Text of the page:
Law enforcement's cultural exchange Police: A Baltimore sergeant will spend a month with Argentine police to help officers here form a better relationship with the city's Spanish-speakers.

September 02, 1998|By Paula Lavigne | Paula Lavigne,SUN STAFF

After several years of trying to recruit more Spanish-speaking officers from Baltimore's growing Hispanic community, Baltimore Police Sgt. Rufino J. Garcia will spend a month in a country where police departments cater to about 34 million Spanish-speaking citizens.

Garcia, 50, a native of Puerto Rico, will travel to Buenos Aires, Argentina, in November as part of a cultural exchange program between Baltimore and Buenos Aires. He said he hopes to bring home lessons learned to help the police deal better with Baltimore's Spanish-speaking communities.

His trip is part of the annual Rotary International Group Study Exchange, arranged and paid for by the Rotary club representing Central Maryland and Washington, said member Bill C. Horsey. Garcia, the only representative from Baltimore, will travel with three other Maryland professionals from Crofton, Chevy Chase and Rockville and a Rotary leader from Washington. The Argentine group, which has not yet been chosen, will arrive in April, Horsey said.

Baltimore County Police Col. Kim Ward traveled to Switzerland through the Rotary program in 1993. She said she was exposed to law enforcement technology and ideas in central Switzerland and other parts of Europe.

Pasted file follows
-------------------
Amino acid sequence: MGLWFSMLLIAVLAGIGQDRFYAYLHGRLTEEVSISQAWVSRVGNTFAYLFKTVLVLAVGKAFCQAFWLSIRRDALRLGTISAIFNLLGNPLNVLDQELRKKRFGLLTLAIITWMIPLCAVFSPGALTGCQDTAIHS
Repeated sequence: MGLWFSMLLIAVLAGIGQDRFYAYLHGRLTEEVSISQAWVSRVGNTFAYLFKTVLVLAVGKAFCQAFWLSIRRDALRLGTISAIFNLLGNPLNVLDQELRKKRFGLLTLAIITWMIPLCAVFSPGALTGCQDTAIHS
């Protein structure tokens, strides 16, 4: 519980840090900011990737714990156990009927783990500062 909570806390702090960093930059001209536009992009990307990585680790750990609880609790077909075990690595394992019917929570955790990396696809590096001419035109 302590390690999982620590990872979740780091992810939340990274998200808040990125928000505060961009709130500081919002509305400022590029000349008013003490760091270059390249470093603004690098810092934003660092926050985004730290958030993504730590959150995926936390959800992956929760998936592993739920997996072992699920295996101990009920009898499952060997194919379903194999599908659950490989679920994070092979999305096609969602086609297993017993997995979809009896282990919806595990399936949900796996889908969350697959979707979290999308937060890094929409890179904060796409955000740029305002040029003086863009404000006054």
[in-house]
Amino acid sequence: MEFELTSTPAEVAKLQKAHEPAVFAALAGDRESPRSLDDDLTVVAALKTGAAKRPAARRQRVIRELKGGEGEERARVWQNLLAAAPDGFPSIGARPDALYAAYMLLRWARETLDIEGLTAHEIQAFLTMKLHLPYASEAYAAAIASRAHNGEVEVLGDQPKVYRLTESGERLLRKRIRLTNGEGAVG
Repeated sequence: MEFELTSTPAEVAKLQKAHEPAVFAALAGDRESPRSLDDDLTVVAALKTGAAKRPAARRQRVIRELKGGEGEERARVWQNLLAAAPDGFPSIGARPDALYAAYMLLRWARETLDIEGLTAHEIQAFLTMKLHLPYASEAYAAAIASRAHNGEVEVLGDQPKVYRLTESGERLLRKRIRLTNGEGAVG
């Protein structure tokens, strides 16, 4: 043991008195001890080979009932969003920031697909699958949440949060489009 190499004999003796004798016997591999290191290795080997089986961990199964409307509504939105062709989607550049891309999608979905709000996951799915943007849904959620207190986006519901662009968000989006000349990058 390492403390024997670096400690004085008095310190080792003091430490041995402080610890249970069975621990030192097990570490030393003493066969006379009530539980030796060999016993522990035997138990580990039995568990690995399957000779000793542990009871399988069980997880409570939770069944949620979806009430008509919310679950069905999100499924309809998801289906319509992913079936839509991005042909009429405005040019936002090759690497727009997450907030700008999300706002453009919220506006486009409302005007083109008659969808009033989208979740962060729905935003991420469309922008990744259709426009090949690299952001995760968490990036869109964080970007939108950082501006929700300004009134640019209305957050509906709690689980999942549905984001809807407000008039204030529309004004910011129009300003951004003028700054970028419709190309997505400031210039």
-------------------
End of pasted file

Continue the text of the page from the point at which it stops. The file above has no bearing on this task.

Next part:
Ward nominated Garcia -- a city police officer she said had a valuable law enforcement background and a lot of enthusiasm.

Garcia said he wants to use the trip to address juvenile crime, curfews, community policing and cultural diversity in both cities. He will stay with police officers and their families.

"It's going to be an opportunity for me to find out how the police department in Argentina deals with the community," he said. "I know they have a rigid police department."

Garcia, one of 21 Baltimore city police officers who speaks Spanish, developed an 18-hour Spanish-language program for officers, served as the first Spanish liaison officer for the Southeast District and is a representative on the Baltimore City Police Commissioner's Advisory Council on Discrimination and Baltimore County Police Department's Advisory Board.

Haydee M. Rodriguez, director of Centro de la Comunidad -- a Hispanic community center in Southeast Baltimore where Garcia was on the board of directors from 1995 to 1996 -- said Garcia's professionalism and ability to speak with Hispanic citizens increased their trust of the Police Department.

"He was very sensitive to the fact that many of the people in the Southeastern District who do not speak English fear the police," she said.

Garcia joined the city Police Department in 1973. In 1984, he left to work for the federal government in Albuquerque, N.M., but returned to Baltimore in 1993 where he lives with his wife, Lucrecia, an executive manager for the city's housing police.

Pub Date: 9/02/98

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